The plaintiffs and the defendant are using baseball news as material for profit. The Athletic Company has, at great expense, acquired and maintains a baseball park, pays the players who participate in the game, and have, as we view it, a legitimate right to capitalize on the news value of their games by selling exclusive broadcasting rights to companies which value them as affording advertising mediums for their merchandise. This right the defendant interferes with when it uses its broadcasting facilities for giving out the identical news obtained by its paid observers stationed at points outside Forbes Field for the purpose of securing information which it cannot otherwise acquire. This, in our judgment, amounts to unfair competition, and is a violation of the property rights of the plaintiffs. For it is our opinion that the Pittsburgh Athletic Company, by reason of its creation of the game, its control of the park, and its restriction of the dissemination of news therefrom, has a property right in such news, and the right to control the use thereof for a reasonable time following the games.
The communication of news of the ball games by the Pittsburgh Athletic Company, or by its licensed news agencies, is not a general publication and does not destroy that right. This view is supported by the so-called "ticker cases"; Board of Trade v. Christie Grain & Stock Co., 198 U.S. 236, 25 S.Ct. 637, 49 L.Ed. 1031; Hunt v. New York Cotton Exchange, 205 U.S. 322, 27 S.Ct. 529, 51 L.Ed. 821; Moore v. N. Y. Cotton Exchange, 270 U.S. 593, 46 S.Ct. 367, 70 L.Ed. 750, 45 A.L.R. 1370; McDearmott Commission Co. v. Board of Trade, 8 Cir., 146 F. 961, 7 L.R.A.,N.S., 889, 8 Ann.Cas. 759; Board of Trade v. Tucker, 2 Cir., 221 F. 305.
On the unfair competition feature of the case, we rest our opinion on the case of International News Service v. Associated Press, 248 U.S. 215, 39 S.Ct. 68, 63 L.Ed. 211, 2 A.L.R. 293. In that case the court enjoined the International News Service from copying news from bulletin boards and early editions of Associated Press newspapers, and selling such news so long as it had commercial value to the Associated Press. The Supreme Court said (248 U.S. at page 236, 39 S.Ct. at page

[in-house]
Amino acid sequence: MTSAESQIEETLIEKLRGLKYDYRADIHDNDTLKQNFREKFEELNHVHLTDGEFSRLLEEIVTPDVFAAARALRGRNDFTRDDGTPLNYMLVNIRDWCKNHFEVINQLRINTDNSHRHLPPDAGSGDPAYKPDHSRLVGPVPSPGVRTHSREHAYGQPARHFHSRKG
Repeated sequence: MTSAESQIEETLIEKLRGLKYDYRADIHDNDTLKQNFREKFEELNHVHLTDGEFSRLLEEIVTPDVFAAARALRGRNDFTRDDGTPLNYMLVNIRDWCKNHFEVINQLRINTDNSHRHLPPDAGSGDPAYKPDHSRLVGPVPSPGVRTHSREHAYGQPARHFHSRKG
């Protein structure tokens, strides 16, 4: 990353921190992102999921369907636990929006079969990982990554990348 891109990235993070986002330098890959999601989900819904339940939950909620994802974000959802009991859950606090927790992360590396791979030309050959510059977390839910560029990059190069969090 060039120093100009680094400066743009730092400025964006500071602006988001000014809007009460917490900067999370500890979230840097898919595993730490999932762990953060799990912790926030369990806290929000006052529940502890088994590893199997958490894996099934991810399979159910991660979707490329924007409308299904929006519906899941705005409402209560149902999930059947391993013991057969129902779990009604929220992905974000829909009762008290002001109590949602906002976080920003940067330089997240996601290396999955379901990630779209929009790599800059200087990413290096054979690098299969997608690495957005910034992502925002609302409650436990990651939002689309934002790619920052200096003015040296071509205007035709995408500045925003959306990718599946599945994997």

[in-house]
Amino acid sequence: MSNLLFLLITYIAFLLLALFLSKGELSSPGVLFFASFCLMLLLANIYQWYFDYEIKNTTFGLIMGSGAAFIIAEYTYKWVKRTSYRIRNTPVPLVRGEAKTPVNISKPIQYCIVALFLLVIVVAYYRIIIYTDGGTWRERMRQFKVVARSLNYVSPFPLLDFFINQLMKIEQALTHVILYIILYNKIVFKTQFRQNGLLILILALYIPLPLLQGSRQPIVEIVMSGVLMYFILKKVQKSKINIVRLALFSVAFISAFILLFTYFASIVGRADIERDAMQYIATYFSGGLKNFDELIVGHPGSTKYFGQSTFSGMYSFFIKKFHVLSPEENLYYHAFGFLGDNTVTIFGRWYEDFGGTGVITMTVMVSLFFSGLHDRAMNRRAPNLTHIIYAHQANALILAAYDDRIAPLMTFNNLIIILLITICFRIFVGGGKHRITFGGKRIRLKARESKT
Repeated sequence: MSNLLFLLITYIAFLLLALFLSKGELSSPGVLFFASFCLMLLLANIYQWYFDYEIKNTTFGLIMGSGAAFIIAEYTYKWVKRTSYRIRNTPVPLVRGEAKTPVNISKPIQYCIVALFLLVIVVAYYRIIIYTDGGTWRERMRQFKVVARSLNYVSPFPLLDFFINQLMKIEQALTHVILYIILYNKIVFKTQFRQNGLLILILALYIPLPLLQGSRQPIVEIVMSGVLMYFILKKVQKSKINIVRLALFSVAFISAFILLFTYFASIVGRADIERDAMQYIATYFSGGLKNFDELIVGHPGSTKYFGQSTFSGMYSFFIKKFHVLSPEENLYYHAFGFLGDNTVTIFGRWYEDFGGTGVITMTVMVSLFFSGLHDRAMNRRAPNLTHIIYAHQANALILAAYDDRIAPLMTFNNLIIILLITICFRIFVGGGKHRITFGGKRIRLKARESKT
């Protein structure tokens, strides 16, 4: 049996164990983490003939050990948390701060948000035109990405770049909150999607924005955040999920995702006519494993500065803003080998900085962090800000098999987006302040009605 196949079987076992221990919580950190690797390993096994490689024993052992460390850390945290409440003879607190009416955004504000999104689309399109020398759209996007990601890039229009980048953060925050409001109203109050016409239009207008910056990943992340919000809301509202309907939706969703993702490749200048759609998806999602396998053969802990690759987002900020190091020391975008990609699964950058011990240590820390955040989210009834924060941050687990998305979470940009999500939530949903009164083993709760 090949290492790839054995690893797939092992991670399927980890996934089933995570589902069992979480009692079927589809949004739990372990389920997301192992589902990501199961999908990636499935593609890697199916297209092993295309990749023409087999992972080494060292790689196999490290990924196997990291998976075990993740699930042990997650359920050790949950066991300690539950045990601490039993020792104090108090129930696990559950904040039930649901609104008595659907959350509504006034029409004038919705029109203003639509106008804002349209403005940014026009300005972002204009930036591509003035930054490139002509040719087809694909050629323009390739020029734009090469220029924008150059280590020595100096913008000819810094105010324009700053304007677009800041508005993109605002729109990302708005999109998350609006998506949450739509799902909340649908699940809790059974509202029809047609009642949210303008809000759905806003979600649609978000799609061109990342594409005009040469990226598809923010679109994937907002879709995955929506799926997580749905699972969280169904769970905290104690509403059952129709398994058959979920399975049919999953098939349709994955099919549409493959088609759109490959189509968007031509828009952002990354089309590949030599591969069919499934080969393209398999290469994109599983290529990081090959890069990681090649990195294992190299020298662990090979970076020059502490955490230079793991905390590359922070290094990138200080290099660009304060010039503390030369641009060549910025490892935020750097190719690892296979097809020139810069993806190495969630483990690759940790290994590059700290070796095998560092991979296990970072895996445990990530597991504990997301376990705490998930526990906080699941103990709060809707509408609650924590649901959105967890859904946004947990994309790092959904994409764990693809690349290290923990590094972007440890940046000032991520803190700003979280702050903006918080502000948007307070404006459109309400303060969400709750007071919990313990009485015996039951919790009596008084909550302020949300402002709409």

"In order to sustain the jurisdiction of equity over the controversy, we need not affirm any general and absolute property in the news as such. The rule that a court of equity concerns itself only in the protection of property rights treats any civil right of a pecuniary nature as a property right (In re Sawyer, 124 U.S. 200, 210, 8 S.Ct. 482, 31 L.Ed. 402; In re Debs, 158 U.S. 564, 593, 15 S.Ct. 900, 39 L.Ed. 1092); and the right to acquire property by honest labor or the conduct of a lawful business is as much entitled to protection as the right to guard property already acquired. * * *"
And again at pages 239, 240, 39 S.Ct. at page 72: "* * * The right of the purchaser of a single newspaper to spread knowledge of its contents gratuitously, for any legitimate purpose not unreasonably interfering with the complainant's right to make merchandise of it, may be admitted; but to transmit that news for commercial use, in competition with complainant—which is what defendant has done and seeks to justify—is a very different matter. * * *"
In Twentieth Century Sporting Club, Inc., v. Transradio Press Service, Inc., 165 Misc. 71, 300 N.Y.S. 159, the New York Supreme Court applied the principles of unfair competition to a broadcast of the Louis-Farr fight and entered an injunction.
In Associated Press v. KVOS, Inc., 9 Cir., 80 F.2d 575, a preliminary injunction was granted to restrain Station KVOS from appropriating and broadcasting news gathered by the Associated Press on the ground that the broadcasting station was in competition with the Associated Press in the business of publication of news for profit.